The San Antonio, Both the Gem and the Rogue of Magellan’s Fleet

Spanish carrack.
Spanish Carrack.

The San Antonio was the largest of the five ships in Ferdinand Magellan’s fleet and the most expensive. While the configurations of the five vessels are not known, the San Antonio was listed at 120 tons and a price of 330,000 maravedis. Compare that with Magellan’s flagship Trinidad, at 110 tons and a cost of 27,000 maravedis.

Armada de Molucca, Ship Sizes, Cost, and Crew





San Antonio




Trinidad (flagship)
















Juan de Cartagena

The San Antonio’s captain, Juan de Cartagena, was also Magellan’s biggest human challenge on the expedition. Cartagena was at the last minute also named inspector general of the fleet, a ploy by Castilian officials who distrusted the Portuguese Magellan and sought to control—or stop—him. (It was Spain’s newly crowned King Carlos I (Charles V) who agreed to back Magellan’s expedition, an 18-year-old from Flanders listening to Flemish advisers.)

The San Antonio carried a crew of 55 men at departure. Along with inspector general Cartagena they included an accountant, a notary, officers, a barber, two caulkers, a carpenter, a cooper (think barrels of wine), and a chaplain, as well as sailors, seaman, gunners, “boys,” “servants,” and the “extras,” often soldiers, as Magellan had been for Portugal in East Africa and India a decade earlier.

The majority of the San Antonio’s crew were Castilian, along with men from France, Greece, Sicily, and Flanders. 

Cartagena’s threat to Magellan was more than just detailed accounting. Juan de Cartagena was a confidant and “nephew” (possibly illegitimate son) of Archbishop Juan Rodríguez de Fonseca, a relationship known in the fleet and one that Magellan had to respect—to a degree.

Once at sea, Cartagena openly defied Magellan’s authority, driving the captain-general to arrest him before they even crossed the Atlantic. Still a captive when the fleet reached Patagonia, Cartagena broke loose and returned to the San Antonio to lead a mutiny.

Mutiny at Puerto San Julian

Cartagena joined the Concepción's Captain Gaspar de Quesada, its pilot, Juan Sebastián Elcano, and 30 Spanish crew members to seize control of the vessel. Quickly the mutiny pitted three ships—the San Antonio, the Concepción, and the Victoria—against Magellan’s flagship Trinidad and the Santiago.

Although outnumbered, Magellan quickly prevailed in a battle at sea that included sending Duarte Barbosa to board the Victoria and retake it by force, a decisive surprise attack.

Magellan convened a court martial onshore at Puerto San Julian. Quesada was sentenced to death by beheading (and quartering afterward). Cartagena was spared the beheading, likely because of his relationship to Archbishop Fonseca. He was sentenced instead to be marooned along with a priest, Pedro Sánchez de la Reina, who was among the mutineers.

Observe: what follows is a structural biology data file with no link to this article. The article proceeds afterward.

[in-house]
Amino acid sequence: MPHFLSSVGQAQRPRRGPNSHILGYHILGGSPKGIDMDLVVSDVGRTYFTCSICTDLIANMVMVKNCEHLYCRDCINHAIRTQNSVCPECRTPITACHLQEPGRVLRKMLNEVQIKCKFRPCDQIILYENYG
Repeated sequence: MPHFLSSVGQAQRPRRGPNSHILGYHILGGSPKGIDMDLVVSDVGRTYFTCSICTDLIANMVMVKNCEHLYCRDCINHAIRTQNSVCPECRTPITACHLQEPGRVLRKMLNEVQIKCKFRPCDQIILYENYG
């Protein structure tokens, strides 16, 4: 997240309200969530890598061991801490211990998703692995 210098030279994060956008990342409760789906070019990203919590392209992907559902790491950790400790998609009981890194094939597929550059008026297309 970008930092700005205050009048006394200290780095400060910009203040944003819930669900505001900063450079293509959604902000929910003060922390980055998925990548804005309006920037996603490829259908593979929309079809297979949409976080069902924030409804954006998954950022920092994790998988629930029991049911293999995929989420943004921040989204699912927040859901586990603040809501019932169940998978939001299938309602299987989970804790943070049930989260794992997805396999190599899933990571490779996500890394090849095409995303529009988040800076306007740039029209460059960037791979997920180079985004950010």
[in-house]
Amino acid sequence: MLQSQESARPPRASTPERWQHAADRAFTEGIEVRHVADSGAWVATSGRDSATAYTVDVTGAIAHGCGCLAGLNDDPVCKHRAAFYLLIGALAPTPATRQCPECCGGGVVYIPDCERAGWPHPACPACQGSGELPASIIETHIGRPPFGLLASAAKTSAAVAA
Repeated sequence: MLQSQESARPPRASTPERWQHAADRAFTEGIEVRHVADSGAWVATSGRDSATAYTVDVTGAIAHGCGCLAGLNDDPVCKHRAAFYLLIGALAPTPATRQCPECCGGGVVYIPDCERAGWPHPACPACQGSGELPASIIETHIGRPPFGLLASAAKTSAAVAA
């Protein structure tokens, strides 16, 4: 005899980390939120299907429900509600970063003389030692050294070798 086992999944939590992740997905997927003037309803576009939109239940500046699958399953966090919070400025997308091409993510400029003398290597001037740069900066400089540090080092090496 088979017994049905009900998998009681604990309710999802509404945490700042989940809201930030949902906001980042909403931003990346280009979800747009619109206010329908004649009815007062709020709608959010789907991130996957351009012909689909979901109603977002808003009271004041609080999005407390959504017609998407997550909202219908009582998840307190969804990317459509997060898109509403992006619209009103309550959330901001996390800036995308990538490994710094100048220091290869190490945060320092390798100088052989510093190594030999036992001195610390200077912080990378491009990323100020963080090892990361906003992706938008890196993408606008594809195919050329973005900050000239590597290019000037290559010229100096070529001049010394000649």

On August 11, 1520, Juan de Cartagena and Reina were left marooned on a small island off Puerto San Julian, left with only a small supply of sea biscuit and wine—this along a coastline where the fleet had already encountered cannibals and Patagonian “giants.”

To replace Cartagena as captain of the San Antonio, Magellan appointed Álvaro de Mesquita, his nephew and someone he could trust. But as the expedition forged ahead along the South American coast, discontent among the Castilians continued with it, despite the harsh punishments received by Cartagena and Quesada.

San Antonio’s Desertion 

Late in October at the entrance to the strait, Magellan sent the San Antonio on a scouting run; the ship never returned. Two of its officers,  Estêvão Gomes and Jerónimo Guerra, overpowered Mesquita and put him in chains, then forced him to sign a document reporting Magellan mistreated and murdered Castilian officers at Bahía San Julián.

Estêvão Gomes was Portuguese, like Magellan, but he had his own ambitions. In Seville Gomes had been promoting his own westward expedition to the Moluccas, a proposal that was passed over for Magellan’s. Gomes also felt slighted at not being appointed the new captain of the San Antonio after the San Julian mutiny.

Gomes got Guerra to take command of the San Antonio (Guerra was Castilian, a better image for a mutinied ship returning to Spain). They piloted back through the strait and on Nov. 14, 1520, reached the Atlantic, where they promptly sailed back across the Atlantic without stopping to look for Cartagena and the priest.

By John Sailors

Enrique's Voyage


Top, Spanish carrack: By BPL - Ships Through the Ages Uploaded by Fæ, CC BY 2.0, https://commons.wikimedia.org/w/index.php?curid=15934945

(C) 2022, by John Sailors.

Review and Discussion Questions

For classroom review or self-study. After reading the article try first to answer these questions off the top of your head, then look back to answer any that you are unsure about.

1. What was the largest ship in Magellan's fleet, the Armada de Molucca?

2. Who was captain of the San Antonio?

3. Which of Magellan's ships mutinied?

4. Which of Magellan's ships deserted?

5. What happened to the San Antonio after Magellan's fleet discovered the Strait of Magellan?

See Also:

On March 28, 1521, Enrique of Malacca became the first person to complete a
linguistic circumnavigation of the globe—he traveled so far in one direction that he reached a point where his language was spoken. Enrique’s journey began a decade earlier following the sack of Malacca, when he became a slave of Ferdinand Magellan. A teenager, he accompanied Magellan back to Portugal, then to Spain, and finally on the Armada de Molucca to locate a westward route to the Spice Islands.  Read more:

Find us:

Learn more about Enrique at EnriqueOfMalacca.com.

(C) 2022 by John Sailors. All rights reserved.